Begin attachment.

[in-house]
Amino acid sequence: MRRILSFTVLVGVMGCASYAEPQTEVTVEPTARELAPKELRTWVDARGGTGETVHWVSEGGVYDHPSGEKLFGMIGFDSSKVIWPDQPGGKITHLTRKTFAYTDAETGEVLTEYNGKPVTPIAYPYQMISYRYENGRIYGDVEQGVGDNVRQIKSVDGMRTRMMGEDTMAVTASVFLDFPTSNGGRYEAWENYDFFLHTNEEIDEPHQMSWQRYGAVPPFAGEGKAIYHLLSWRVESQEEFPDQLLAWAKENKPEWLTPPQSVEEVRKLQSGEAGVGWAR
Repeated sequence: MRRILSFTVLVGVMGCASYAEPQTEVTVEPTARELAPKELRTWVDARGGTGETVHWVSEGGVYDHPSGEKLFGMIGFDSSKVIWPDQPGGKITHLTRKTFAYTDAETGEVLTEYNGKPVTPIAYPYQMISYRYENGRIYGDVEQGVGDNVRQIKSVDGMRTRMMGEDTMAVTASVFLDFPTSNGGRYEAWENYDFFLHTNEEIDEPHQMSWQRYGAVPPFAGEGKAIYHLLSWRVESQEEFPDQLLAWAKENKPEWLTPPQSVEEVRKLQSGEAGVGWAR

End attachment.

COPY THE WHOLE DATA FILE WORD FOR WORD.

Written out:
[in-house]
Amino acid sequence: MRRILSFTVLVGVMGCASYAEPQTEVTVEPTARELAPKELRTWVDARGGTGETVHWVSEGGVYDHPSGEKLFGMIGFDSSKVIWPDQPGGKITHLTRKTFAYTDAETGEVLTEYNGKPVTPIAYPYQMISYRYENGRIYGDVEQGVGDNVRQIKSVDGMRTRMMGEDTMAVTASVFLDFPTSNGGRYEAWENYDFFLHTNEEIDEPHQMSWQRYGAVPPFAGEGKAIYHLLSWRVESQEEFPDQLLAWAKENKPEWLTPPQSVEEVRKLQSGEAGVGWAR
Repeated sequence: MRRILSFTVLVGVMGCASYAEPQTEVTVEPTARELAPKELRTWVDARGGTGETVHWVSEGGVYDHPSGEKLFGMIGFDSSKVIWPDQPGGKITHLTRKTFAYTDAETGEVLTEYNGKPVTPIAYPYQMISYRYENGRIYGDVEQGVGDNVRQIKSVDGMRTRMMGEDTMAVTASVFLDFPTSNGGRYEAWENYDFFLHTNEEIDEPHQMSWQRYGAVPPFAGEGKAIYHLLSWRVESQEEFPDQLLAWAKENKPEWLTPPQSVEEVRKLQSGEAGVGWAR